Friday, April 3, 2009

How Is MS Diagnosed?

You know that something is not right and your doctor has referred you to a specialist. Your next step is to Consult with a Neurologist.

The Neurologist
A neurologist is a medical doctor or osteopath who has trained in the diagnosis and treatment of nervous system disorders, including diseases of the brain, spinal cord, nerves, and muscles.

The Initial Appointment
Prepare in advance for your first visit to the neurologist. Compile a summary (or chronology) of your illness (and other diagnoses) which should include:
§ When did symptoms begin? What symptoms did you have at the beginning?
§ What brought on the symptoms or made them worse?
§ What other symptoms have occurred? When did they occur?
§ What tests have been done? What were the results?
§ What medications have you taken? What were the results of the treatment?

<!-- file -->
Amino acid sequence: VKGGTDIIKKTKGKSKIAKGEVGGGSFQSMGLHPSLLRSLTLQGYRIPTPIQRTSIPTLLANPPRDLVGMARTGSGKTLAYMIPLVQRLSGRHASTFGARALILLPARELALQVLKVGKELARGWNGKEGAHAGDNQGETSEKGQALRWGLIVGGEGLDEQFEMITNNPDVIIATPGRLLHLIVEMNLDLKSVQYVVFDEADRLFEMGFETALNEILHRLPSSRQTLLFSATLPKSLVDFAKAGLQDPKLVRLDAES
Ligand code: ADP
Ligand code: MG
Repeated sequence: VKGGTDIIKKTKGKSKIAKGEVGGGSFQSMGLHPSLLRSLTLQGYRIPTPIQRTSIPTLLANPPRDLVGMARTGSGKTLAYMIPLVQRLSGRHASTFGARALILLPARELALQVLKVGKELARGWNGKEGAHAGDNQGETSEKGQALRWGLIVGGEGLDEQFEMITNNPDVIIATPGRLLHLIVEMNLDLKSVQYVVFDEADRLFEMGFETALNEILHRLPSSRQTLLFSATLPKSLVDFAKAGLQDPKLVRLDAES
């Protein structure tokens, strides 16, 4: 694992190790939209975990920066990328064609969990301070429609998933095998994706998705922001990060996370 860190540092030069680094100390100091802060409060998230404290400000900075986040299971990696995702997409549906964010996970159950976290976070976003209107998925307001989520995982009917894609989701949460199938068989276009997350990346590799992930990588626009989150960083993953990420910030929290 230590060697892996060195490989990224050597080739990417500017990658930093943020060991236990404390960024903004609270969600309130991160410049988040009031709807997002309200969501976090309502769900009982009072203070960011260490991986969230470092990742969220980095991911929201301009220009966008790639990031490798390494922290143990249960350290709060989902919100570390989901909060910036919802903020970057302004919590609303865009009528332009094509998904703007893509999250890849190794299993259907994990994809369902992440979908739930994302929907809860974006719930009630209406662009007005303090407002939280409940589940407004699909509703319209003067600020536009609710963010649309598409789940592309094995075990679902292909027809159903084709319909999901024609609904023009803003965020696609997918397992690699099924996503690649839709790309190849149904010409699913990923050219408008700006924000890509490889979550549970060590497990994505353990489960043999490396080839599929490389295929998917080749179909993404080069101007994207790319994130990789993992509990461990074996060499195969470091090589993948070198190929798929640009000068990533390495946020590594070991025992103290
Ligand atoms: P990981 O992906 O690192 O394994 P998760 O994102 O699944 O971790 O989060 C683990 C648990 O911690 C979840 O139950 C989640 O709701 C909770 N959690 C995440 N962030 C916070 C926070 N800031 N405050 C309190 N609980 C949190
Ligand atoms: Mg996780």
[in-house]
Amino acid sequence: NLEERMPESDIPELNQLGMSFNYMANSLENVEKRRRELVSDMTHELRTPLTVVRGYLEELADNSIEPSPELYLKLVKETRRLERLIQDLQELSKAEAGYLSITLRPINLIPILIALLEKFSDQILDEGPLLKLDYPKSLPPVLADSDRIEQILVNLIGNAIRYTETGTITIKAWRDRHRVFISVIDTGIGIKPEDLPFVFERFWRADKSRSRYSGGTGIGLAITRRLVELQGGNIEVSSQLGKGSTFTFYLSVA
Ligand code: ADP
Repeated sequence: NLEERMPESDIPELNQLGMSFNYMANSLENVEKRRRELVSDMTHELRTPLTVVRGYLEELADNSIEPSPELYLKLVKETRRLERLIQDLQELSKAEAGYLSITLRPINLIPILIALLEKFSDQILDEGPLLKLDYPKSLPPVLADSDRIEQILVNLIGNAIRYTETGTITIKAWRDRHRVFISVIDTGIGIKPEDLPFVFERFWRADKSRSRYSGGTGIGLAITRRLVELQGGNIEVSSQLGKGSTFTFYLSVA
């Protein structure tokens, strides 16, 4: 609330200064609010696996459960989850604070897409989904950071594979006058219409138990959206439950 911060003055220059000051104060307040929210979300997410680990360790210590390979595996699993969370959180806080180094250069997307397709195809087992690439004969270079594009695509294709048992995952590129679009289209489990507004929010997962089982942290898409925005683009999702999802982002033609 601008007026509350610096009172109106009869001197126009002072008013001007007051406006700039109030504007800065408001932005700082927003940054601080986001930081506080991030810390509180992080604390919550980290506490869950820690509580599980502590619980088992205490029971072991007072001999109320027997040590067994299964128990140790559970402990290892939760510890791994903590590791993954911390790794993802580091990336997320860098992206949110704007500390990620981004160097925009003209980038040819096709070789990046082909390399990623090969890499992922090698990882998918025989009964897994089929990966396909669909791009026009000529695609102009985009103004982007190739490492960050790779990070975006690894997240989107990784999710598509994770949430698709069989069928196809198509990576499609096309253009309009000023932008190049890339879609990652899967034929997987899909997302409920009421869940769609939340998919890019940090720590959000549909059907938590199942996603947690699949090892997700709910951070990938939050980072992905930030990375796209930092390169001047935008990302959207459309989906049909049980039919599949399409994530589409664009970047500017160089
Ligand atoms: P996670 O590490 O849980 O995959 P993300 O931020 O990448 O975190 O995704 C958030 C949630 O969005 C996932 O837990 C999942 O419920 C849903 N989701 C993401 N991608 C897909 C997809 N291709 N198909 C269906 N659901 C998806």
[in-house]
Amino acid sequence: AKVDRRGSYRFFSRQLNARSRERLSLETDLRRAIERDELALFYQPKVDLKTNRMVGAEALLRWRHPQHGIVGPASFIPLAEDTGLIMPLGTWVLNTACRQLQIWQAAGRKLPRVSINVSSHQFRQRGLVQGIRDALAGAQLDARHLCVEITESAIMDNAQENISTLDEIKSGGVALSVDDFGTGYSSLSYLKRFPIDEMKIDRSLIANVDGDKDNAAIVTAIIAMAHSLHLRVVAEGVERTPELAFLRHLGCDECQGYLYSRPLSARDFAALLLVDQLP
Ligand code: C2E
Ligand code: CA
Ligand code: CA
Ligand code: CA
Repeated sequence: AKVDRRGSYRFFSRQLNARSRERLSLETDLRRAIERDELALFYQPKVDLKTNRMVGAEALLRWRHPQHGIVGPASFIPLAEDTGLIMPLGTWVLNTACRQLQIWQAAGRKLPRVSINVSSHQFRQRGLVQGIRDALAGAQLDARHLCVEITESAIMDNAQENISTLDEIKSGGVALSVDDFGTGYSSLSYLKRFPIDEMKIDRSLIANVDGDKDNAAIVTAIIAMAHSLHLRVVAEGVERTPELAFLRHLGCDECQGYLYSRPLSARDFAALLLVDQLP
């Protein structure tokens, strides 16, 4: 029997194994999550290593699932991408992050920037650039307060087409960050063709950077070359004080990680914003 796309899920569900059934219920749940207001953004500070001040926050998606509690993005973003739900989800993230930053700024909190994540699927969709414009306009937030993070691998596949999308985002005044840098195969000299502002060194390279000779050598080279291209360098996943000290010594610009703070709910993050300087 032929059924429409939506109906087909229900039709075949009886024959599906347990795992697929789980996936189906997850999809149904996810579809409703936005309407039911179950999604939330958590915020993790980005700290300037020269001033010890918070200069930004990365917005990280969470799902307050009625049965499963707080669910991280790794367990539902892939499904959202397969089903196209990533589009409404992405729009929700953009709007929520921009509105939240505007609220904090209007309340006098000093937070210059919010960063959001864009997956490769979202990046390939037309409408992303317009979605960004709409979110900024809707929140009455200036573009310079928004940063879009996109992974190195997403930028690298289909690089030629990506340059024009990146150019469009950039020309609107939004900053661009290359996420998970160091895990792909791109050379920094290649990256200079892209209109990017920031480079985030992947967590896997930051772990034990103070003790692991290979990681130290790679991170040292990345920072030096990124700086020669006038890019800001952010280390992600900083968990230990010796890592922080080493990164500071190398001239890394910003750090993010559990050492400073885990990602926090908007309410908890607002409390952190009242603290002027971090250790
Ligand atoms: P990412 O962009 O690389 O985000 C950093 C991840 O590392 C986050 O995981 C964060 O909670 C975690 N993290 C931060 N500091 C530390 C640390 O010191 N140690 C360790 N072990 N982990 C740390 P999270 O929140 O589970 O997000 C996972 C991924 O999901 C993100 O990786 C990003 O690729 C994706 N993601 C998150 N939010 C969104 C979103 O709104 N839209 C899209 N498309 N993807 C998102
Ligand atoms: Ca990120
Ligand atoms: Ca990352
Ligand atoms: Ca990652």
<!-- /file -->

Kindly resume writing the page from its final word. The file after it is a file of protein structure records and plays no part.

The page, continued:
§ List all current medications and the dose you are currently taking.

Symptoms to Consider
§ Changes in Vision
§ Vertigo
§ Weakness and/or numbness in arms/hands/legs/feet
§ Coordination problems in arms or legs
§ Balance problem
§ Trouble walking or falling
§ Speech problems
§ Memory loss/cognitive problems
§ Confusion/hallucinations
§ Decreased attention/concentration
§ Poor judgement/reasoning
§ Depression/anxiety
§ Fatigue (constant or intermittent)
§ Bladder or Bowel problems
§ Sexual dysfunction

The questions and list of possible symptoms listed above come directly from my own neurologist's New MS Patient Form (pdf) at the Neurology Center of Fairfax.  For more information regarding diagnostic criteria, please visit the National MS Society's page on Diagnosing MS or review Diagnostic Criteria for Multiple Sclerosis: 2010 Revisions to the McDonald Criteria published in Annals of Neurology (2011;69:292-302).

Read this post in its entirety:

Beginner's Guide to MS: Do I Have MS? What Does It Take To Get Diagnosed With MS?

Late updated: Feb 4, 2012

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